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Melanoma - New Therapies to Fight Skin Cancer

Assoc. Prof. Priv.-Doz. Dr. Julia Valencak

Medical Fields:

Dermatology, skin and venereal diseases

How does melanoma develop?

In 80% of cases, melanoma develops “de novo”, i.e. on healthy skin. Only about 10-20% of melanomas arise in / from an existing birthmark. There is also a genetic component. People with a large number of birthmarks have a higher risk of melanoma than people with less than 25 birthmarks. UV light or exposure to the sun is a high risk factor.

What are the symptoms?

First and foremost, the patient recognizes a newly appeared mole that may show signs of atypia and does not appear to be similar to the other moles.

How does the doctor make the diagnosis?

The suspected diagnosis can be made with a magnifying examination lamp, the final diagnosis is then based on the histological findings after removal.

What can you do about prevention?

You can have your moles checked regularly and, if necessary, saved digitally so that you can check them once a year.

How often should you have birthmarks checked by a dermatologist?

As a rule, you should see a dermatologist once a year if you have a lot of moles, plenty of sun exposure and / or a family member with melanoma.

When and how is drug therapy for melanoma carried out?

Drug therapy is usually necessary if the penetration depth of the malignant cells is greater than 0.8 - 1.5 mm Breslow index and / or lymph nodes are also involved, if there is an increased risk of the formation of metastases or these have already occurred.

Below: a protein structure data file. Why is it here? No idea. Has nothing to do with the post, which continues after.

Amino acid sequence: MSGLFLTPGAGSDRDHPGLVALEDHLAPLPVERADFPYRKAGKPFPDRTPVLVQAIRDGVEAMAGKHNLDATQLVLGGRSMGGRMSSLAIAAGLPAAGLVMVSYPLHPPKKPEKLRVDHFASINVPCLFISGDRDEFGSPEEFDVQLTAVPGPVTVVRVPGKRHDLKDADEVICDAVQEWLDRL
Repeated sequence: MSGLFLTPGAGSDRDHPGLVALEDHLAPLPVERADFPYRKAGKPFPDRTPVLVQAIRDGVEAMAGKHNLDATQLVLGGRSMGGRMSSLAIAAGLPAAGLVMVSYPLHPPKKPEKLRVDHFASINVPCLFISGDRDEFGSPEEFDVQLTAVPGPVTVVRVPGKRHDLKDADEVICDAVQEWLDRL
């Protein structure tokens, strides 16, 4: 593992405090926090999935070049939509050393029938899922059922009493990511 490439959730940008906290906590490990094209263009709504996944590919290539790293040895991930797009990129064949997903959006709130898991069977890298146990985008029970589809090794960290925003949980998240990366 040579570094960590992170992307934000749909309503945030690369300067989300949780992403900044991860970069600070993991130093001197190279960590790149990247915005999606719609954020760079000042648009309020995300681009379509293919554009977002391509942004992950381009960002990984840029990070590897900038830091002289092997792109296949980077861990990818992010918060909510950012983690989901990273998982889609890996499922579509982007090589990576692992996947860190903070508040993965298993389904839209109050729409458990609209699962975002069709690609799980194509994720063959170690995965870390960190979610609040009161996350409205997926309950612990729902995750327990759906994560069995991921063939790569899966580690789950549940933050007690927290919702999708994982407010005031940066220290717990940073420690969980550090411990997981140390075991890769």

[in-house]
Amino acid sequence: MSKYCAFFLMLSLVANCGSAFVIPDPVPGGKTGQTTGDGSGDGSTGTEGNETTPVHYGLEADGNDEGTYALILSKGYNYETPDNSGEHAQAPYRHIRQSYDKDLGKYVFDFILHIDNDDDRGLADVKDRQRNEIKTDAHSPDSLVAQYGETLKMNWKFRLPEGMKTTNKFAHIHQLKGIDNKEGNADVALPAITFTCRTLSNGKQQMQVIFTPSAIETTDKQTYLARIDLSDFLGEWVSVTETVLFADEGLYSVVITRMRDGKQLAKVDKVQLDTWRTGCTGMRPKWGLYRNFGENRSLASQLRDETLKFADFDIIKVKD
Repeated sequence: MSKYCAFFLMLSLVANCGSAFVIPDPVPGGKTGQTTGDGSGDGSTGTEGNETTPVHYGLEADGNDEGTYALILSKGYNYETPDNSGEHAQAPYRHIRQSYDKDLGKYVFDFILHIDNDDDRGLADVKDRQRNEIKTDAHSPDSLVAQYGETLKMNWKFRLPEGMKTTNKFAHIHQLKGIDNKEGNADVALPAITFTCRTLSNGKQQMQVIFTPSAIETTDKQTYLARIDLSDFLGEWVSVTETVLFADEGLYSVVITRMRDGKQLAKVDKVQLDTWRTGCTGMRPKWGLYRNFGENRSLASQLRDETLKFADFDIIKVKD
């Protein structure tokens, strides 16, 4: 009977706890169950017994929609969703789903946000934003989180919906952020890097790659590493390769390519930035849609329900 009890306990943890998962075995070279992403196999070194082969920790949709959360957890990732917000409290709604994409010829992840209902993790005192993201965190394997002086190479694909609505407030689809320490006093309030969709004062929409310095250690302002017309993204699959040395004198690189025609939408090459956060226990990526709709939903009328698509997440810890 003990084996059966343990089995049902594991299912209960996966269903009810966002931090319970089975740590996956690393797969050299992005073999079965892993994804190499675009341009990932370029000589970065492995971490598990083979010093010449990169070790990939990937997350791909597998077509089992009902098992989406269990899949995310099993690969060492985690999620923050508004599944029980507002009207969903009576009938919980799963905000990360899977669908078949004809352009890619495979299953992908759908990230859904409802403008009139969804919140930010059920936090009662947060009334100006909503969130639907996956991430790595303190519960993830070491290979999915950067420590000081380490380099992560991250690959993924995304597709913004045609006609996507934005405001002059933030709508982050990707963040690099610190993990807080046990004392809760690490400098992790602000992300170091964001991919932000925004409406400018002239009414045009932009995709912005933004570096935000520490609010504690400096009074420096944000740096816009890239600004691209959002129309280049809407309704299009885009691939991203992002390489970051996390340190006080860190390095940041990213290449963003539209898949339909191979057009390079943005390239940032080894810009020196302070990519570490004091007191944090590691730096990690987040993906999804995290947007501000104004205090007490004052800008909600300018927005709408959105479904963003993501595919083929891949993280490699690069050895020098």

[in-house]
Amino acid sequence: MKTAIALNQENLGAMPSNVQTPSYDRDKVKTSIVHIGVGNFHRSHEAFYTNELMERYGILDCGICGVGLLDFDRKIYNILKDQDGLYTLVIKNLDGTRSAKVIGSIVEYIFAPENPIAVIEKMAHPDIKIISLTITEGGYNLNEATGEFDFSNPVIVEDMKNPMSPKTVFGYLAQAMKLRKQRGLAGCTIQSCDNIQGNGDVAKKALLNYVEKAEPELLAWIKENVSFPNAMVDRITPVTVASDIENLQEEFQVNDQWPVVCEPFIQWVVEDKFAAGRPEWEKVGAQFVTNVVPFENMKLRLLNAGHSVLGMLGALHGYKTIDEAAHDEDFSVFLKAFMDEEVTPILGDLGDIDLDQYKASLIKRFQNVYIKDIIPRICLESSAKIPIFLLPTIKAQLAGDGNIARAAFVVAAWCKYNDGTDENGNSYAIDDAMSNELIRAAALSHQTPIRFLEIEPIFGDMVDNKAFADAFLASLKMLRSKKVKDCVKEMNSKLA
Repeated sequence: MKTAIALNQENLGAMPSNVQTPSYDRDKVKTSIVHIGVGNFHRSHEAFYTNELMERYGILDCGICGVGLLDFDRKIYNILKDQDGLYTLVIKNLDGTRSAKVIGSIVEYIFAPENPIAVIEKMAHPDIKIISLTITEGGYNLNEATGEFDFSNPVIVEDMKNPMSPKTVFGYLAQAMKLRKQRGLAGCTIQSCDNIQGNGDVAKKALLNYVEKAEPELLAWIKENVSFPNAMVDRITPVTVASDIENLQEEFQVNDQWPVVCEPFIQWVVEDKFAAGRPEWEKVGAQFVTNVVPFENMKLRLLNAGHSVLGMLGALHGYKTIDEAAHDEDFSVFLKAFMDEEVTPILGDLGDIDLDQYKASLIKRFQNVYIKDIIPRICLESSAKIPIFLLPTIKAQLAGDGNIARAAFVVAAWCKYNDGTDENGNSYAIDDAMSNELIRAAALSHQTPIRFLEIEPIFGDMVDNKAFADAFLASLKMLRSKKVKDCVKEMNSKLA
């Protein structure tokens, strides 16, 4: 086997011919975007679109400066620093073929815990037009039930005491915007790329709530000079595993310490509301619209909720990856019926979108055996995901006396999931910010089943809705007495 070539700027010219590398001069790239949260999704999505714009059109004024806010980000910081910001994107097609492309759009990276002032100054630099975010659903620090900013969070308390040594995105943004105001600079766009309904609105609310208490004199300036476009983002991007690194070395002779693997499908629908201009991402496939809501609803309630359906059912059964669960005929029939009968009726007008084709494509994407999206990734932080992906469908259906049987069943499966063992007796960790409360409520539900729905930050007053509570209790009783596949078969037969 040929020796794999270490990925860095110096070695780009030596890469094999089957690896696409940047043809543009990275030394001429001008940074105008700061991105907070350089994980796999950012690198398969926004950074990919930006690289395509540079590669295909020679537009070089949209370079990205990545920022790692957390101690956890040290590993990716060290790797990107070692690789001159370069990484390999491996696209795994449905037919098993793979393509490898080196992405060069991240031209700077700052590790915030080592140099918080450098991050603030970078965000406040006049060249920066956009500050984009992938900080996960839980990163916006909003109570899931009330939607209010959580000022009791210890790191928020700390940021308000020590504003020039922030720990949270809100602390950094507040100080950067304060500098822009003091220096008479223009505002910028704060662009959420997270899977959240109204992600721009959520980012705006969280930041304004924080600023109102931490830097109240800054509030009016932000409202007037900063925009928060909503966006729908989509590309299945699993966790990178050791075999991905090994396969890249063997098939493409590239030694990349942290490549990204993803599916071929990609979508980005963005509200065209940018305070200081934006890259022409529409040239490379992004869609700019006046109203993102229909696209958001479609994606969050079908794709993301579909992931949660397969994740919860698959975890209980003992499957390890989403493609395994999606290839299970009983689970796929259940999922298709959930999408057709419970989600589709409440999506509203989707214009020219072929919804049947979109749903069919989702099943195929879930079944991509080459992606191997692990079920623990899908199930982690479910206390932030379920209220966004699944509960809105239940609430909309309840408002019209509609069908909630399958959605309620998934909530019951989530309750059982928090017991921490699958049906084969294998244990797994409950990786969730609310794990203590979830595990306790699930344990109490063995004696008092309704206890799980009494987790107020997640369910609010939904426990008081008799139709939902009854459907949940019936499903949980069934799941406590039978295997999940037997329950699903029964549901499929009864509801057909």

What new therapeutic approaches are there?

The treatment of metastatic malignant melanoma has changed significantly in recent years. Instead of hardly effective cytostatics, new targeted drugs and immunologically effective substances are the means of choice today. They achieve significantly better survival rates and open up the chance of long-term survival.

For the advanced stages there are adjuvant interferon-alpha therapy, immunotherapy with ipilimumab or anti-PD1 antibodies (nivolumab, pembrolizumab). Patients who show a BRAF mutation – the most common mutation which accelerates the growth of the tumor - can also be treated with BRAF inhibitors such as vemurafenib. The decision about the therapy must be made in conjunction with many other factors such as lymph nodes or organ involvement, mitotic rate, depth of penetration, age of the patient and comorbidities.


Please contact us for further information or appointments!

Contact:

Döbling Private Hospital

Heiligenstädter Straße 55-63
1190 Vienna • Austria

T: +43 1 360 66-5577
E: international@pkd.at

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